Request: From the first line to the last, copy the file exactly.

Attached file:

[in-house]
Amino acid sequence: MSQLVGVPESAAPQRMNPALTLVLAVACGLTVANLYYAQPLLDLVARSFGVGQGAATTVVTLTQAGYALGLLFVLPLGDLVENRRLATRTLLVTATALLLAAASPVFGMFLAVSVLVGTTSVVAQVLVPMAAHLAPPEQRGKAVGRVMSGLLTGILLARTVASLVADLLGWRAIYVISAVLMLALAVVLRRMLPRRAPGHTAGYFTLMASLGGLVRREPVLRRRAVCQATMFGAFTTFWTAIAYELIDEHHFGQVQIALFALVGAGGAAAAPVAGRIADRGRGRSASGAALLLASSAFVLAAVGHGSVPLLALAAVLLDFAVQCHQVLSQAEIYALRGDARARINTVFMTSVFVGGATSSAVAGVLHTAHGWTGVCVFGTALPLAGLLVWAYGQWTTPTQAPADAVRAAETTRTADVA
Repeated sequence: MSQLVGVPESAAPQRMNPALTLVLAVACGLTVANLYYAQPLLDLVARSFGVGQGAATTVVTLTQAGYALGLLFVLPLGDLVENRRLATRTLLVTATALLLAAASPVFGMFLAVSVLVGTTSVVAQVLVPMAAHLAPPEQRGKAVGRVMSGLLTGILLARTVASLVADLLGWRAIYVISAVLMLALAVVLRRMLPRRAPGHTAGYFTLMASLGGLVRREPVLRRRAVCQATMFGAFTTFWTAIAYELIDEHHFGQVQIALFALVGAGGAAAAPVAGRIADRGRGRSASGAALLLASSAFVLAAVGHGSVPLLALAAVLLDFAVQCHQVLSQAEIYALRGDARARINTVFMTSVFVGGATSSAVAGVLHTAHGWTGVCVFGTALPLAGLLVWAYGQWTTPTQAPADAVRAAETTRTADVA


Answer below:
[in-house]
Amino acid sequence: MSQLVGVPESAAPQRMNPALTLVLAVACGLTVANLYYAQPLLDLVARSFGVGQGAATTVVTLTQAGYALGLLFVLPLGDLVENRRLATRTLLVTATALLLAAASPVFGMFLAVSVLVGTTSVVAQVLVPMAAHLAPPEQRGKAVGRVMSGLLTGILLARTVASLVADLLGWRAIYVISAVLMLALAVVLRRMLPRRAPGHTAGYFTLMASLGGLVRREPVLRRRAVCQATMFGAFTTFWTAIAYELIDEHHFGQVQIALFALVGAGGAAAAPVAGRIADRGRGRSASGAALLLASSAFVLAAVGHGSVPLLALAAVLLDFAVQCHQVLSQAEIYALRGDARARINTVFMTSVFVGGATSSAVAGVLHTAHGWTGVCVFGTALPLAGLLVWAYGQWTTPTQAPADAVRAAETTRTADVA
Repeated sequence: MSQLVGVPESAAPQRMNPALTLVLAVACGLTVANLYYAQPLLDLVARSFGVGQGAATTVVTLTQAGYALGLLFVLPLGDLVENRRLATRTLLVTATALLLAAASPVFGMFLAVSVLVGTTSVVAQVLVPMAAHLAPPEQRGKAVGRVMSGLLTGILLARTVASLVADLLGWRAIYVISAVLMLALAVVLRRMLPRRAPGHTAGYFTLMASLGGLVRREPVLRRRAVCQATMFGAFTTFWTAIAYELIDEHHFGQVQIALFALVGAGGAAAAPVAGRIADRGRGRSASGAALLLASSAFVLAAVGHGSVPLLALAAVLLDFAVQCHQVLSQAEIYALRGDARARINTVFMTSVFVGGATSSAVAGVLHTAHGWTGVCVFGTALPLAGLLVWAYGQWTTPTQAPADAVRAAETTRTADVA